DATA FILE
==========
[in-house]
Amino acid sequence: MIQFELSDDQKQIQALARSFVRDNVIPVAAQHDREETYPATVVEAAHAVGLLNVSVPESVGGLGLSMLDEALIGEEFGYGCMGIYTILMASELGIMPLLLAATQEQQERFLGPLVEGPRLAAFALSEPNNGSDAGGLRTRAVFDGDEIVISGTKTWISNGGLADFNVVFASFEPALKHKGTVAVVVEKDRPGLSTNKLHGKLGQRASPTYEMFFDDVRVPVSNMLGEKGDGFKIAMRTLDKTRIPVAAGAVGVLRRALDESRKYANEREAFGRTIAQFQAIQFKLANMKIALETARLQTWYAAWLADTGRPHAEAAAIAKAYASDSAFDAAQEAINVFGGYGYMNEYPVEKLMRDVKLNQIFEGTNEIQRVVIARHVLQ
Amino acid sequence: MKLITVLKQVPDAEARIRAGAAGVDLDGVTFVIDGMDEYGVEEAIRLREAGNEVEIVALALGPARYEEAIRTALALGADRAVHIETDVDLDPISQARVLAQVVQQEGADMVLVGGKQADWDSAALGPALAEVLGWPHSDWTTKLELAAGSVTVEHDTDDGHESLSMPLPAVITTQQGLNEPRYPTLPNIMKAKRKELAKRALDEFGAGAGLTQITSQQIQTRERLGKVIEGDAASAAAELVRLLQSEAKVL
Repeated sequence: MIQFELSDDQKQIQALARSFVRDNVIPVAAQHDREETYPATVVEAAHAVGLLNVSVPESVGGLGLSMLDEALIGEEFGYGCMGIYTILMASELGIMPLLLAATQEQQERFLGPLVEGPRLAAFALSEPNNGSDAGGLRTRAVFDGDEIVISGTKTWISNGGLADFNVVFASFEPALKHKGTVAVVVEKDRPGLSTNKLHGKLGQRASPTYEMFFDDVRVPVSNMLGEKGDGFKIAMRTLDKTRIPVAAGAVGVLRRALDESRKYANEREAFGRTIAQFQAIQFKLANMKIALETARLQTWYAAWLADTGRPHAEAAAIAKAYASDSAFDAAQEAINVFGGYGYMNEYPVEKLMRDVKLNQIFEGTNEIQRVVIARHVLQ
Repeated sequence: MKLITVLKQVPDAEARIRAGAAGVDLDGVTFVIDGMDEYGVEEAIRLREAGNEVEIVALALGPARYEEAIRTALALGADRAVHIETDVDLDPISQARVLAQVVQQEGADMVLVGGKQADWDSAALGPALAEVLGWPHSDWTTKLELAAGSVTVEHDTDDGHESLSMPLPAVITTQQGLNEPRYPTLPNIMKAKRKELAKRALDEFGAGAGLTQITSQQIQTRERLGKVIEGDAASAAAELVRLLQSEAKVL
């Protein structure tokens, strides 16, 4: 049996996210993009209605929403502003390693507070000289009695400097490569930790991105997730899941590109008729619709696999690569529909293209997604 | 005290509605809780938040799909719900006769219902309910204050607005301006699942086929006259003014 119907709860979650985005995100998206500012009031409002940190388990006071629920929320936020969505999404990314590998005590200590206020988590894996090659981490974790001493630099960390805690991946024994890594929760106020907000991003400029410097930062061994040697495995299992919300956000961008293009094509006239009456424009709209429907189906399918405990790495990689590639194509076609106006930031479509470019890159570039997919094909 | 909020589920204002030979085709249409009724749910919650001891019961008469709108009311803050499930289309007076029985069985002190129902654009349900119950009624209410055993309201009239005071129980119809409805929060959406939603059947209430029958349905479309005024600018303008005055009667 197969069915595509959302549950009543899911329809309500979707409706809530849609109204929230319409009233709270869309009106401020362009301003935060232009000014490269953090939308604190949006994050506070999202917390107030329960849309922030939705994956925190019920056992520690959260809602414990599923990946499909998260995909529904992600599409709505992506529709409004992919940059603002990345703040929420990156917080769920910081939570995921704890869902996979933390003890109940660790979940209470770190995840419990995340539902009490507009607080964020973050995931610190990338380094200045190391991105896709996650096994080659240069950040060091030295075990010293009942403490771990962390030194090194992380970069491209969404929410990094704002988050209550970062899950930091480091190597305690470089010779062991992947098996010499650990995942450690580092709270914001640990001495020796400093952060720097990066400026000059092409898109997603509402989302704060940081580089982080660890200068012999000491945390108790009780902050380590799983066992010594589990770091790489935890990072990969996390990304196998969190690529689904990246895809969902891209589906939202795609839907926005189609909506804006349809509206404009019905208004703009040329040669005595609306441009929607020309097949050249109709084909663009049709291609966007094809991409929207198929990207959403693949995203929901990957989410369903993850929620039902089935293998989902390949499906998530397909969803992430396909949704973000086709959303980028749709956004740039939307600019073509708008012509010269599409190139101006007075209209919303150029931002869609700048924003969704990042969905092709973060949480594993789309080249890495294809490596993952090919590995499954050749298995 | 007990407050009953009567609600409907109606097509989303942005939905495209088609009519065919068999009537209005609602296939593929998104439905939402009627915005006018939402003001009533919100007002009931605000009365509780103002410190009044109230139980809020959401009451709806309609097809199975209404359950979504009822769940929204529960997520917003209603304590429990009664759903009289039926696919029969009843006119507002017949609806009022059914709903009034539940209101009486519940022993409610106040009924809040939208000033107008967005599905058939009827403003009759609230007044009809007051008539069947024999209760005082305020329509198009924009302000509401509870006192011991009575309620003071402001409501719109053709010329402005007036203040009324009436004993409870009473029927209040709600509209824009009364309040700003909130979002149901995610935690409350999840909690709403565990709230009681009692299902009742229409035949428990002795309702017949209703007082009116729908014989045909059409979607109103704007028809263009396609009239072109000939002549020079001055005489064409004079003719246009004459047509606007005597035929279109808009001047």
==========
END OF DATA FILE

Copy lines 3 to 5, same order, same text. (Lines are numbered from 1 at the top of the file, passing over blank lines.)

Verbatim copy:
Amino acid sequence: MKLITVLKQVPDAEARIRAGAAGVDLDGVTFVIDGMDEYGVEEAIRLREAGNEVEIVALALGPARYEEAIRTALALGADRAVHIETDVDLDPISQARVLAQVVQQEGADMVLVGGKQADWDSAALGPALAEVLGWPHSDWTTKLELAAGSVTVEHDTDDGHESLSMPLPAVITTQQGLNEPRYPTLPNIMKAKRKELAKRALDEFGAGAGLTQITSQQIQTRERLGKVIEGDAASAAAELVRLLQSEAKVL
Repeated sequence: MIQFELSDDQKQIQALARSFVRDNVIPVAAQHDREETYPATVVEAAHAVGLLNVSVPESVGGLGLSMLDEALIGEEFGYGCMGIYTILMASELGIMPLLLAATQEQQERFLGPLVEGPRLAAFALSEPNNGSDAGGLRTRAVFDGDEIVISGTKTWISNGGLADFNVVFASFEPALKHKGTVAVVVEKDRPGLSTNKLHGKLGQRASPTYEMFFDDVRVPVSNMLGEKGDGFKIAMRTLDKTRIPVAAGAVGVLRRALDESRKYANEREAFGRTIAQFQAIQFKLANMKIALETARLQTWYAAWLADTGRPHAEAAAIAKAYASDSAFDAAQEAINVFGGYGYMNEYPVEKLMRDVKLNQIFEGTNEIQRVVIARHVLQ
Repeated sequence: MKLITVLKQVPDAEARIRAGAAGVDLDGVTFVIDGMDEYGVEEAIRLREAGNEVEIVALALGPARYEEAIRTALALGADRAVHIETDVDLDPISQARVLAQVVQQEGADMVLVGGKQADWDSAALGPALAEVLGWPHSDWTTKLELAAGSVTVEHDTDDGHESLSMPLPAVITTQQGLNEPRYPTLPNIMKAKRKELAKRALDEFGAGAGLTQITSQQIQTRERLGKVIEGDAASAAAELVRLLQSEAKVL